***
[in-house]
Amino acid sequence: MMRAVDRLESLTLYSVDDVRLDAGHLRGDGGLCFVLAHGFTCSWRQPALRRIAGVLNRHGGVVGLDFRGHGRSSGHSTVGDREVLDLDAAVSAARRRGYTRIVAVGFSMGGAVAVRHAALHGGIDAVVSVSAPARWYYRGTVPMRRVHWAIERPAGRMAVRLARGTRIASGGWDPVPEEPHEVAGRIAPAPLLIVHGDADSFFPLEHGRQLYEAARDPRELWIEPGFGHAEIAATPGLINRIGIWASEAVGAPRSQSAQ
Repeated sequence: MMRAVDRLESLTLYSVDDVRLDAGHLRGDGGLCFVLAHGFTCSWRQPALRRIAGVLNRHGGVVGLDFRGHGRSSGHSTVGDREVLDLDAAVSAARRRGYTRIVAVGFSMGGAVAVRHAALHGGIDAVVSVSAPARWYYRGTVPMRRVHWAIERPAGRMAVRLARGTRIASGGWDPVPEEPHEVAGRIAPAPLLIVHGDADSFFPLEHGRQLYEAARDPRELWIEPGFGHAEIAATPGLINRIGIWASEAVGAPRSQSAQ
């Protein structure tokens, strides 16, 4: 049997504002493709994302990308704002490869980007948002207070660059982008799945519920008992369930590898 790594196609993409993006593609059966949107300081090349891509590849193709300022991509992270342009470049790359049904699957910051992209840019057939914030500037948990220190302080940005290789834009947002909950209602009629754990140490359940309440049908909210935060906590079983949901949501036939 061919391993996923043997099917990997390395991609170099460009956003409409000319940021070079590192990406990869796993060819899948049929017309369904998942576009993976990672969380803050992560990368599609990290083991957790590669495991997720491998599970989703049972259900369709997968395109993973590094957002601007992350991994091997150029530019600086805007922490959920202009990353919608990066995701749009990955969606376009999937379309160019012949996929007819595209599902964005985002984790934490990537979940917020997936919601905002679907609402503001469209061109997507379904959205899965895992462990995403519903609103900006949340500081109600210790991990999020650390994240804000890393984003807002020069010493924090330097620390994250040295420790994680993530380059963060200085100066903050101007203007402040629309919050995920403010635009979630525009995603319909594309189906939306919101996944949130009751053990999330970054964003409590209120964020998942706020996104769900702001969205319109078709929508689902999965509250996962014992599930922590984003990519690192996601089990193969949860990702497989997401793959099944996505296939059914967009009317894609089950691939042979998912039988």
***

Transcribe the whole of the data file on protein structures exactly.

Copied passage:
[in-house]
Amino acid sequence: MMRAVDRLESLTLYSVDDVRLDAGHLRGDGGLCFVLAHGFTCSWRQPALRRIAGVLNRHGGVVGLDFRGHGRSSGHSTVGDREVLDLDAAVSAARRRGYTRIVAVGFSMGGAVAVRHAALHGGIDAVVSVSAPARWYYRGTVPMRRVHWAIERPAGRMAVRLARGTRIASGGWDPVPEEPHEVAGRIAPAPLLIVHGDADSFFPLEHGRQLYEAARDPRELWIEPGFGHAEIAATPGLINRIGIWASEAVGAPRSQSAQ
Repeated sequence: MMRAVDRLESLTLYSVDDVRLDAGHLRGDGGLCFVLAHGFTCSWRQPALRRIAGVLNRHGGVVGLDFRGHGRSSGHSTVGDREVLDLDAAVSAARRRGYTRIVAVGFSMGGAVAVRHAALHGGIDAVVSVSAPARWYYRGTVPMRRVHWAIERPAGRMAVRLARGTRIASGGWDPVPEEPHEVAGRIAPAPLLIVHGDADSFFPLEHGRQLYEAARDPRELWIEPGFGHAEIAATPGLINRIGIWASEAVGAPRSQSAQ
């Protein structure tokens, strides 16, 4: 049997504002493709994302990308704002490869980007948002207070660059982008799945519920008992369930590898 790594196609993409993006593609059966949107300081090349891509590849193709300022991509992270342009470049790359049904699957910051992209840019057939914030500037948990220190302080940005290789834009947002909950209602009629754990140490359940309440049908909210935060906590079983949901949501036939 061919391993996923043997099917990997390395991609170099460009956003409409000319940021070079590192990406990869796993060819899948049929017309369904998942576009993976990672969380803050992560990368599609990290083991957790590669495991997720491998599970989703049972259900369709997968395109993973590094957002601007992350991994091997150029530019600086805007922490959920202009990353919608990066995701749009990955969606376009999937379309160019012949996929007819595209599902964005985002984790934490990537979940917020997936919601905002679907609402503001469209061109997507379904959205899965895992462990995403519903609103900006949340500081109600210790991990999020650390994240804000890393984003807002020069010493924090330097620390994250040295420790994680993530380059963060200085100066903050101007203007402040629309919050995920403010635009979630525009995603319909594309189906939306919101996944949130009751053990999330970054964003409590209120964020998942706020996104769900702001969205319109078709929508689902999965509250996962014992599930922590984003990519690192996601089990193969949860990702497989997401793959099944996505296939059914967009009317894609089950691939042979998912039988």